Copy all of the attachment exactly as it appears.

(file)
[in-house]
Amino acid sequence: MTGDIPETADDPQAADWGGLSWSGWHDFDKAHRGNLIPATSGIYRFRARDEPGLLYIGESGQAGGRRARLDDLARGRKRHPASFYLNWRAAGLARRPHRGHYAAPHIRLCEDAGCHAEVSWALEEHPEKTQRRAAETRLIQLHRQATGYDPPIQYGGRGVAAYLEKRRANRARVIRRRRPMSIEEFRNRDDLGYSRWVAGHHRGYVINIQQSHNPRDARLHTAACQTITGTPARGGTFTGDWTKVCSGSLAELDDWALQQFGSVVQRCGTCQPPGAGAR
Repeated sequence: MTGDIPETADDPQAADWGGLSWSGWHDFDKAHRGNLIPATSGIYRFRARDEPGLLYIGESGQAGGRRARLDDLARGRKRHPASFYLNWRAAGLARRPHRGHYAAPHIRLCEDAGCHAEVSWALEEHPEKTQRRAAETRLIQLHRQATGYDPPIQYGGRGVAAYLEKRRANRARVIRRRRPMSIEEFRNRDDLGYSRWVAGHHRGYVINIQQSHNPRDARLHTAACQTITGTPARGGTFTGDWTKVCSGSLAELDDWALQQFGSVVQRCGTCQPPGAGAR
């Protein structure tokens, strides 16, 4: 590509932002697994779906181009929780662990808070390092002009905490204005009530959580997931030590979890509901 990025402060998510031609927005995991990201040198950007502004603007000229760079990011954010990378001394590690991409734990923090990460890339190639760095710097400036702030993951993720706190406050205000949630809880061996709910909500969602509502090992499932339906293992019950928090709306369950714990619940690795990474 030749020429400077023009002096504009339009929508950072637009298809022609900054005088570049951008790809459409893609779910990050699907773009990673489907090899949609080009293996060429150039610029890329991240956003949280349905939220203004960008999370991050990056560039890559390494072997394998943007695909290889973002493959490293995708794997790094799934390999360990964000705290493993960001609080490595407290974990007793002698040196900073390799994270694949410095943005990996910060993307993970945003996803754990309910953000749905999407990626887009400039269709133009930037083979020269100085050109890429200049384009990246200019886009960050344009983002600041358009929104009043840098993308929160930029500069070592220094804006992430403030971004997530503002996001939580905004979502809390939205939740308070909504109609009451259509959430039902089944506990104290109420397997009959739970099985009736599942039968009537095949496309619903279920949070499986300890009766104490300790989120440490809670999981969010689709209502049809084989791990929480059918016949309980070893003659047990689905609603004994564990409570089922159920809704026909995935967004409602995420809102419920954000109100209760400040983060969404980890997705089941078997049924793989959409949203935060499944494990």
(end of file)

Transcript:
[in-house]
Amino acid sequence: MTGDIPETADDPQAADWGGLSWSGWHDFDKAHRGNLIPATSGIYRFRARDEPGLLYIGESGQAGGRRARLDDLARGRKRHPASFYLNWRAAGLARRPHRGHYAAPHIRLCEDAGCHAEVSWALEEHPEKTQRRAAETRLIQLHRQATGYDPPIQYGGRGVAAYLEKRRANRARVIRRRRPMSIEEFRNRDDLGYSRWVAGHHRGYVINIQQSHNPRDARLHTAACQTITGTPARGGTFTGDWTKVCSGSLAELDDWALQQFGSVVQRCGTCQPPGAGAR
Repeated sequence: MTGDIPETADDPQAADWGGLSWSGWHDFDKAHRGNLIPATSGIYRFRARDEPGLLYIGESGQAGGRRARLDDLARGRKRHPASFYLNWRAAGLARRPHRGHYAAPHIRLCEDAGCHAEVSWALEEHPEKTQRRAAETRLIQLHRQATGYDPPIQYGGRGVAAYLEKRRANRARVIRRRRPMSIEEFRNRDDLGYSRWVAGHHRGYVINIQQSHNPRDARLHTAACQTITGTPARGGTFTGDWTKVCSGSLAELDDWALQQFGSVVQRCGTCQPPGAGAR
């Protein structure tokens, strides 16, 4: 590509932002697994779906181009929780662990808070390092002009905490204005009530959580997931030590979890509901 990025402060998510031609927005995991990201040198950007502004603007000229760079990011954010990378001394590690991409734990923090990460890339190639760095710097400036702030993951993720706190406050205000949630809880061996709910909500969602509502090992499932339906293992019950928090709306369950714990619940690795990474 030749020429400077023009002096504009339009929508950072637009298809022609900054005088570049951008790809459409893609779910990050699907773009990673489907090899949609080009293996060429150039610029890329991240956003949280349905939220203004960008999370991050990056560039890559390494072997394998943007695909290889973002493959490293995708794997790094799934390999360990964000705290493993960001609080490595407290974990007793002698040196900073390799994270694949410095943005990996910060993307993970945003996803754990309910953000749905999407990626887009400039269709133009930037083979020269100085050109890429200049384009990246200019886009960050344009983002600041358009929104009043840098993308929160930029500069070592220094804006992430403030971004997530503002996001939580905004979502809390939205939740308070909504109609009451259509959430039902089944506990104290109420397997009959739970099985009736599942039968009537095949496309619903279920949070499986300890009766104490300790989120440490809670999981969010689709209502049809084989791990929480059918016949309980070893003659047990689905609603004994564990409570089922159920809704026909995935967004409602995420809102419920954000109100209760400040983060969404980890997705089941078997049924793989959409949203935060499944494990």